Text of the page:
454. Lt. Governor Armstrong to the Duke of Newcastle. Acknowledges letter of 25th Sept., 1730, received late this spring, relating to damages inflicted on H.M. subjects by pirates fitted out from Spanish islands etc. Refers to his letter and return to the Board of Trade on the present state of the Province (v. 10th June). Continues: Which, especially this corner of it, I am sorry should be in such a poor condition etc., after having been upwards of 21 years (which may be said imaginarly only) under the English Government, for the inhabitants here being all French and Roman Catholicks, are more subject to our neighbours of Quebeck and those of Cape Breton than to H.M., whose Government, by all their proceedings (notwithstanding of their oath of fidelity) they seem to despise, being intirly governed by their most insolent preists, who for the most part come and go at pleasure, pretending for their sanction the Treaty of Utrecht, without taking the least notice of this Government, in spite of all endeavours used to the contrary etc. Refers to his letters to the Board of Trade on these points etc. Continues: I hope to be honoured with such directions as may enable me to take such measures as may curb their insolence, and preserve H.M. Sovereignty etc., without being interpreted an infringement upon any treaty, or the liberty of the subject; for which purpose, as I have wrote to their Lordships, I presume also to inform your Grace, that under the disguise of a magazine, I have ordered a house to be built at Menis, where I design to fix a company for the better government of those more remote parts in the Bay of Fundy and as I hope to perfect it, notwithstanding of all the oppositions I meet with from the rebellious spirits in these parts, incited to oppose it by the Governor St. Ovid, cost what it will, so I flatter myself, as it may be agreeable to H.M., whose service is my cheif view, that it will meet with your Grace's approbation, these people being of such a rebellious disposition. I must also inform your Grace that the Indians are employed in the affair, and use for an argument, that altho' the English conquer'd Annapolis; they never did Menis and these other parts of the Province; and in consequence of such arguments instilled into them, they have actually robbed the Gentlemen of the coalliary by Chickenechua, destroyed their house and magazine built there, through pretence of a premium or rent due to them for the land and liberty of digging; In this manner they now show their insolence to obstruct the setling of the Province, being thereunto advised, as I have been informed, by Governor St. Ovid, who tells both them and our French inhabitants, that if they permitt such designs of the English to succeed, that the Province will be intirely lost: And as such proceedings of the French destroys their allegiance, and those of the Indians, the Articles of Peace concluded with them both here and in New England; I must upon these circumstances beg your Grace's advice, and acquaint you that in case of a rupture, the four Companys at Canso (from whence a detachment of 30 men is ordered to assist and attend Col. Dunbar, H.M. Surveyor General of the Woods, and the British interest there), will be in great danger, having no manner of cover or place of defence, or any where to lodge amunition or ordnance stores, which I hope will be taken into consideration, to prevent that place, which is of such great consequence to Britain, from falling into the possession of any other monarch, which would certainly much affect the trade of Great Britain, as well as the American Provinces which depend thereon, it being one of the cheif places in America for the catching and curing of fish: for which reason, ever since I settled it, after the reprisals made by our neighbours of Cape Breton, upon the action of Captain Smart, they still are in hopes of regaining it, which I hope your Grace will endeavour to prevent, by moving H.M. to have it fortifyed; for it should at any time be retaken (considering that our French inhabitants are all at their devotion) H.M. authority through the whole Province must consequently drop; and the trade and navigation of Great Britain much impair'd, as it will also evidently affect the British plantations. They are not only strongly fortifyed at Lewisburgh, but they are carrying on a Fishery at Cape Gaspy, where it is said more ships now resort, than to Lewisburgh, and of no less force than from thirty to fourty guns; and they are also vigorously carrying on the settlement of the Island of St. John; which proceedings of the French, as they will much affect this Province, I have therefore judged proper to represent them for your Grace's consideration. We have as yet no Assembly, and consequently no laws properly enacted here, nor any other Court of Judicature, except the Council; and as all acts and orders proceeding from thence are slighted and despised by the most part of the inhabitants, who live more like savages than the natives themselves, I have desired My Lords Commissioners for trade and plantations to favour me with advice, as there is here no other civil magistrates than the gentlemen of the Council, whether I may legally enforce the observance of said acts and sentences past in Council, by a military power, having no other civil authority than as aforesaid, nor any person duely quallifyed with the legal forms and practice of the law etc. Has also proposed the constitution of an Assembly and hopes for directions etc. Refers to his letter to the Board. P.S. Encloses following and hopes for directions. Concludes: But as the inhabitants applyed to me for said two preists, I must observe that they have so far alter'd this present case for that of their former practices. Signed, L. Armstrong. Endorsed, R. June 12. 5 pp. Enclosed,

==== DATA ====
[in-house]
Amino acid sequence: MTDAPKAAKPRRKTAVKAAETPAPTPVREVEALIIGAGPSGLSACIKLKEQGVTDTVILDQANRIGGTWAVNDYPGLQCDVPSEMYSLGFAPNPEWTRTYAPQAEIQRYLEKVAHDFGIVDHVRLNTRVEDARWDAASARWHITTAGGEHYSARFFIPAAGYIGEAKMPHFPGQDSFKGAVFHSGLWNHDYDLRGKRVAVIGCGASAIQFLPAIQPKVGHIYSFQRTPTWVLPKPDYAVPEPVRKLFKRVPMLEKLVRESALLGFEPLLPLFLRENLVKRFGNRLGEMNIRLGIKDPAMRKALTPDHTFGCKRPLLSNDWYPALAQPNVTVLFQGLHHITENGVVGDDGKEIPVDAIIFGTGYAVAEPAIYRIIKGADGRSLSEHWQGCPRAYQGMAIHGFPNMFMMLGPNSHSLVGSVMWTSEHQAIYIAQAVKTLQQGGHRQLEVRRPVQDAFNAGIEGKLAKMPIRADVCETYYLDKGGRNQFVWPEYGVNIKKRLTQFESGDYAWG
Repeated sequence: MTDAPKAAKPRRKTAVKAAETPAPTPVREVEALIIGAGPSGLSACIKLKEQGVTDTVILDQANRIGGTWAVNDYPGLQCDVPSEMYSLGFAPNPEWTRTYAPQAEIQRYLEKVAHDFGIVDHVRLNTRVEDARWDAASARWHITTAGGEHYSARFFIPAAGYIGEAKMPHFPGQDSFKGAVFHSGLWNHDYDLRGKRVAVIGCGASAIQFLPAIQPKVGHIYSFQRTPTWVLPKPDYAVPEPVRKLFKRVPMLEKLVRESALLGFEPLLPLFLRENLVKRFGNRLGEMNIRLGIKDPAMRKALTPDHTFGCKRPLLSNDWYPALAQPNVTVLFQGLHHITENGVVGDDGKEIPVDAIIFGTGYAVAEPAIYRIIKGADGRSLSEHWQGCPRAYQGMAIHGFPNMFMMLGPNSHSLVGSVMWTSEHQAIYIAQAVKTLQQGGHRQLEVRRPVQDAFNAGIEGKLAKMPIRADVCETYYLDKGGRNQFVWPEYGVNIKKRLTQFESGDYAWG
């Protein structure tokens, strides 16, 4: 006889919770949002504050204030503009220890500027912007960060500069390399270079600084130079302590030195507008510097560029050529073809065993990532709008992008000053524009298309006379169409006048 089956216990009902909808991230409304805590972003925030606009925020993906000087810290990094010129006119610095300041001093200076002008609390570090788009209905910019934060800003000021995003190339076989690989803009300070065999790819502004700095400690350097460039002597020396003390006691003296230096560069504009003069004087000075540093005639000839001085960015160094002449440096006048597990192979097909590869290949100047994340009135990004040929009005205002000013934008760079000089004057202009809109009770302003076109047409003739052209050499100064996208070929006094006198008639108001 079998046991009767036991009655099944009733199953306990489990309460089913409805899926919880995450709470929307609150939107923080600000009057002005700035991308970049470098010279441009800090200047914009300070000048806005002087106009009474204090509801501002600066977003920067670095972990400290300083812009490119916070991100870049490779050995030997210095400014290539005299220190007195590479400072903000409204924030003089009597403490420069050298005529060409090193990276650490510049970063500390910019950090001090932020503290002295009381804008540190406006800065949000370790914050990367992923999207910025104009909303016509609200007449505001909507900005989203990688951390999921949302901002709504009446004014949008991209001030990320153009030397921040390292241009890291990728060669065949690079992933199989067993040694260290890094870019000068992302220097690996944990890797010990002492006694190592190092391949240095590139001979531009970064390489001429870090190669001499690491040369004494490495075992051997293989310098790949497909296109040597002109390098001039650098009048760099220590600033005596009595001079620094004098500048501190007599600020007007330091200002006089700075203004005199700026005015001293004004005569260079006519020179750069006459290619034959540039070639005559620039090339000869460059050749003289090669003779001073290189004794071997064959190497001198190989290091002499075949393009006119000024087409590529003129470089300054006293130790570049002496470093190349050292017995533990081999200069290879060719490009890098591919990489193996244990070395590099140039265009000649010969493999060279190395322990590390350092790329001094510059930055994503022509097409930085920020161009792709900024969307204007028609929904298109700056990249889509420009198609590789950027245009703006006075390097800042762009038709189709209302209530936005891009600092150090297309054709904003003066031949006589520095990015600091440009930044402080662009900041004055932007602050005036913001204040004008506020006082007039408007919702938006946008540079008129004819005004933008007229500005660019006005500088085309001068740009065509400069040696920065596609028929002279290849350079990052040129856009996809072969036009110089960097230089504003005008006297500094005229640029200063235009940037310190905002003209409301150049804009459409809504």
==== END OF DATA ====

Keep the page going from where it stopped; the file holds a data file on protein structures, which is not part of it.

454. i. Governor of Cape Breton to Lt. Governor Armstrong. Louisbourg. 19th Sept. (N.S.), 1732. His absence prevented his answering letter of 17th June before. He now entrusts his reply to the two Missionaries "whom you ask for and the Bishop of Quebec has sent," etc. One, named M. de St. Poncis, is intended by the Bishop for Port Royal etc. I have strongly advised him to devote himself solely to the fulfilment of his spiritual duties, and strongly desired him not to meddle directly or indirectly in matters concerning the temporal power, and I flatter myself that in this he will follow my intentions, which will always be to live with you, Sir, in great submission, etc. The other Missionary is going to join M. de La Goudaly at Les Menis etc. Expresses lively regret at learning from his letter that he had occasion to complain of the latter. "He has not followed the advice I gave him on leaving here, which was always to conform to your wishes etc. You are master, Sir, to deal with Sieur de la Goudaly as you think fit, either to keep him or send him back etc. I wish with all my heart that the behaviour of this Missionary had been so conformable to your requirements that he had deserved the honour of your esteem, for in truth, Sir, it is very difficult to find workers to cultivate the vineyard of the Lord in a country so far from France as Annapolis Royal etc. Assures him of his lasting esteem etc. Signed, St. Ovide de Brouillan. French. Copy. 3 pp.